For many first-time home buyers or builders, saving for a down payment can be the most challenging part. To help Canadians saving for their first big purchase, [our Government] raised the amount Canadians can withdraw from their Registered Retirement Savings Plans (RRSP) for a down payment on their first home. Through Canada’s Economic Action Plan, [our Government] increased the maximum Canadians can withdraw from their RRSPs for a home purchase to $25,000. Through these important actions, [our Government] is helping Canadians realize their dream of buying a new home.

Five technology-related questions to ask every REALTOR® you interview

Chances are if you’re reading this blog, you know a thing or two about the Internet and understand the role it plays in today’s marketplace. Selling a home is much different today than it was even 2 years ago; sellers have more choice of services in the form of DIY tools, they are more informed about the marketplace, and new gadgets, communication mediums and technologies have arisen. Some REALTORS® have been adapting to (and surpassing the limitations of) these changes, other’s haven’t. Agents should have exceptional answers to all of the following questions. If they don’t, ask yourself “is this agent and/or brokerage going to provide me with the best possible service and market my property to the widest possible audience?”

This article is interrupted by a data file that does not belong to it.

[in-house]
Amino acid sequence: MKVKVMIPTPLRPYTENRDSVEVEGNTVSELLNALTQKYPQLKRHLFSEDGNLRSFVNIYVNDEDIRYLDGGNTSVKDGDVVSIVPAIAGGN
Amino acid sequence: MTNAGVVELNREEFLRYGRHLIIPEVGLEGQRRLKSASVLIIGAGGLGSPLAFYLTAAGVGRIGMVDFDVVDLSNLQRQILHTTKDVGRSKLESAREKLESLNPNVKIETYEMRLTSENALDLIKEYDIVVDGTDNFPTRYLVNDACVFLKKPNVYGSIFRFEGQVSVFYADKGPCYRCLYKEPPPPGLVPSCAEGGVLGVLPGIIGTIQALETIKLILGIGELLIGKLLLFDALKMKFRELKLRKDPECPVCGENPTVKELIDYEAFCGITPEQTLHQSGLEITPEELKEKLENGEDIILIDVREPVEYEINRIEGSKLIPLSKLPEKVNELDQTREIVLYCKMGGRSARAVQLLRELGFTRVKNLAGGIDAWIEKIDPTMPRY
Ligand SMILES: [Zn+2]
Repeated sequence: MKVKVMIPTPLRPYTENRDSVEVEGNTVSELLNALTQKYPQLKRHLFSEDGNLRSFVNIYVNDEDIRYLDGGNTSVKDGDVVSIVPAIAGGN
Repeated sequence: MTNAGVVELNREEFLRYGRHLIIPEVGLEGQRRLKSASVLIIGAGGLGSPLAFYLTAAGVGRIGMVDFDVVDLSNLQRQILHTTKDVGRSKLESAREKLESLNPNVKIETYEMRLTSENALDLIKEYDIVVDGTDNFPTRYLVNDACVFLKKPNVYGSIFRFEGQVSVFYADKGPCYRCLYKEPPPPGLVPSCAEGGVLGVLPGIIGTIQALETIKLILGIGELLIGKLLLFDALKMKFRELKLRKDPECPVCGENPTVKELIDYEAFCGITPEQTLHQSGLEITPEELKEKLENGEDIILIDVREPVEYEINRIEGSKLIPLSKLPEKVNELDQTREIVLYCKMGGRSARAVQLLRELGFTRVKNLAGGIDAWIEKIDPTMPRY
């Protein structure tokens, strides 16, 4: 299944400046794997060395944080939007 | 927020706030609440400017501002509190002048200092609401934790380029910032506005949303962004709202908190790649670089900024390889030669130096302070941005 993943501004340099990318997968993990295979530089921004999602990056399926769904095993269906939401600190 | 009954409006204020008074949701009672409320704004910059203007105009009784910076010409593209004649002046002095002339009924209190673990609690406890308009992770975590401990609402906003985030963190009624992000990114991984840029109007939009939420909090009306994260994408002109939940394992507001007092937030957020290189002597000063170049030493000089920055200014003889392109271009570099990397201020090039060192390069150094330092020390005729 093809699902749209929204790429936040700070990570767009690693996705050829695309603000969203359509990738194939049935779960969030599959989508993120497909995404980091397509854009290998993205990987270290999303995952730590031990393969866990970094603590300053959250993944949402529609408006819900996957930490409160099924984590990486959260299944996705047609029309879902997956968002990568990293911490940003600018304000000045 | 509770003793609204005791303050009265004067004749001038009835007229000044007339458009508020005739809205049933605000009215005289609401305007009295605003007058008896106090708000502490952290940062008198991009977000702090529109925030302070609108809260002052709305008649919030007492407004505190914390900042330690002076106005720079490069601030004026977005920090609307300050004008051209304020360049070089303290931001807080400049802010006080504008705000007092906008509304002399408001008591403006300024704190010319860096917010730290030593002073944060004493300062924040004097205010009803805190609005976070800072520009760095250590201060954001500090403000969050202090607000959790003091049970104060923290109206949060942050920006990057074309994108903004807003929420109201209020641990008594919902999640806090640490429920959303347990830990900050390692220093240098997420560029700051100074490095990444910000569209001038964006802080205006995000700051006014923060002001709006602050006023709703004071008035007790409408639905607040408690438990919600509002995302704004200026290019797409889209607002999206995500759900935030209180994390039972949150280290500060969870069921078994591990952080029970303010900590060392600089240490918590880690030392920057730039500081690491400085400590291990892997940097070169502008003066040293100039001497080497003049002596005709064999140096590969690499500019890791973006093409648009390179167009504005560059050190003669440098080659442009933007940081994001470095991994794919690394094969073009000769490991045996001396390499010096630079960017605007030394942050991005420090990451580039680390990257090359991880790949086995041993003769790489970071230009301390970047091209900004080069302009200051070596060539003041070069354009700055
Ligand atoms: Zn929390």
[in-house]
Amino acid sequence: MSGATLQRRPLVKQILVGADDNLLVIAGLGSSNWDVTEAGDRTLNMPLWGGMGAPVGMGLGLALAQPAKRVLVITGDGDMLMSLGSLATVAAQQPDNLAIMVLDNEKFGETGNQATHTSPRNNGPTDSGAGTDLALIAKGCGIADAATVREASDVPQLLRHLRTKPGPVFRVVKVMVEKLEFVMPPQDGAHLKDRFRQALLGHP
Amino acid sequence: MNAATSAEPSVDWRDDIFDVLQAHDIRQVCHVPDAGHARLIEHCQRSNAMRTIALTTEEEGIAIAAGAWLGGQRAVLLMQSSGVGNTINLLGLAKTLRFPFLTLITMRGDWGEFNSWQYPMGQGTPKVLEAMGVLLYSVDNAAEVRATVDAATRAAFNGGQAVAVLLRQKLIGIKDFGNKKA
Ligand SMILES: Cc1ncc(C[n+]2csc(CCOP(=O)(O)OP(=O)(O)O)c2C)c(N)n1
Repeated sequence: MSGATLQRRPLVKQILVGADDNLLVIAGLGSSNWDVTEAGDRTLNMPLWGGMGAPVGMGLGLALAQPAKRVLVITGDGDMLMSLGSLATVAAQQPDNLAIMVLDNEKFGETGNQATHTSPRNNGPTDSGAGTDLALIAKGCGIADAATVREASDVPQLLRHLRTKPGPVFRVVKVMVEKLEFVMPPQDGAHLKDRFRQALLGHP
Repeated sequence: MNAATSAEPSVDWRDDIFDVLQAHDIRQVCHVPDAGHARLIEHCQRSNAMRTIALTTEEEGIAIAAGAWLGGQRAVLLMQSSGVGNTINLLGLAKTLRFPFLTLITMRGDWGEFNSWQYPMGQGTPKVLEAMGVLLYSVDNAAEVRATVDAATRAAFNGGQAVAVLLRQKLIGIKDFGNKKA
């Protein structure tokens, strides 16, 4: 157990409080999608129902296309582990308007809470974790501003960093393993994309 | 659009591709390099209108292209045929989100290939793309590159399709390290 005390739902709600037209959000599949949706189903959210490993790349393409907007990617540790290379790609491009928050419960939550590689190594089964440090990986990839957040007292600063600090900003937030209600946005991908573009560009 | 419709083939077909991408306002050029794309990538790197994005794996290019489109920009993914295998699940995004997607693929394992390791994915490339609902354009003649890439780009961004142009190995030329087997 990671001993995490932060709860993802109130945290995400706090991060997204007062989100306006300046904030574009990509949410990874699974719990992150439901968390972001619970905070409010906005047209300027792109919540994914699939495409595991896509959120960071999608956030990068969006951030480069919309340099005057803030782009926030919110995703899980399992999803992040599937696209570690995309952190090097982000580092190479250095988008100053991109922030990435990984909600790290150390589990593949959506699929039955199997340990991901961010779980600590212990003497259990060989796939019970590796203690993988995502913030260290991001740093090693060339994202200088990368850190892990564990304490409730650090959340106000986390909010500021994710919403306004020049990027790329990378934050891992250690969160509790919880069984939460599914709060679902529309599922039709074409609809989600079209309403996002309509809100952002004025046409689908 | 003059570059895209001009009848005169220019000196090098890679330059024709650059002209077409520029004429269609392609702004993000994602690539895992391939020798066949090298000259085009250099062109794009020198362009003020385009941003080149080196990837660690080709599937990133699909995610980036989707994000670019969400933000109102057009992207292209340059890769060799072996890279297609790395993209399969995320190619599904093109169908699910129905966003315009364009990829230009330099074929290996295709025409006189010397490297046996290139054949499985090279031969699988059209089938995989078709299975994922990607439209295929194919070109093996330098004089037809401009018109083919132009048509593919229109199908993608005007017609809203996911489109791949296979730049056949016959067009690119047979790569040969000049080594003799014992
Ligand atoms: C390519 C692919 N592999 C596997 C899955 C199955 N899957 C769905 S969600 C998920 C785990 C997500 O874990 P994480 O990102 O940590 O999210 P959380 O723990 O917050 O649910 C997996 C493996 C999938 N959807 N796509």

1. How will you market my property online?

You’ve heard this statistic before and the figure is increasing by the day: over 90% of buyers search for properties online before taking further action. How will your property stick out from the crowd? Will it be accessible to the maximum potential pool of buyers? What is the agent doing that is different from others?

2. How do you stay in touch with me and other agents?